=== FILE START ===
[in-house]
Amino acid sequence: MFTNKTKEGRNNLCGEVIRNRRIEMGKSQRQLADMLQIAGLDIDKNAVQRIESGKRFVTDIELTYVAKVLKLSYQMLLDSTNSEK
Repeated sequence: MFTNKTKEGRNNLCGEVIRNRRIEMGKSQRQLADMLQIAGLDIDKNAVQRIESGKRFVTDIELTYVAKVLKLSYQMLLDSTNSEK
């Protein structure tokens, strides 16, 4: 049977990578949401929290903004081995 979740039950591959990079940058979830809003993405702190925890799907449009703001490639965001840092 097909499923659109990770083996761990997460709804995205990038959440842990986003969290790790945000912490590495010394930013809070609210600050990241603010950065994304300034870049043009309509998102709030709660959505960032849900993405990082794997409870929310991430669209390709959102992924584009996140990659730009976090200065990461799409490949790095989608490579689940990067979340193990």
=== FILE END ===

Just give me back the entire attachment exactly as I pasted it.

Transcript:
[in-house]
Amino acid sequence: MFTNKTKEGRNNLCGEVIRNRRIEMGKSQRQLADMLQIAGLDIDKNAVQRIESGKRFVTDIELTYVAKVLKLSYQMLLDSTNSEK
Repeated sequence: MFTNKTKEGRNNLCGEVIRNRRIEMGKSQRQLADMLQIAGLDIDKNAVQRIESGKRFVTDIELTYVAKVLKLSYQMLLDSTNSEK
């Protein structure tokens, strides 16, 4: 049977990578949401929290903004081995 979740039950591959990079940058979830809003993405702190925890799907449009703001490639965001840092 097909499923659109990770083996761990997460709804995205990038959440842990986003969290790790945000912490590495010394930013809070609210600050990241603010950065994304300034870049043009309509998102709030709660959505960032849900993405990082794997409870929310991430669209390709959102992924584009996140990659730009976090200065990461799409490949790095989608490579689940990067979340193990």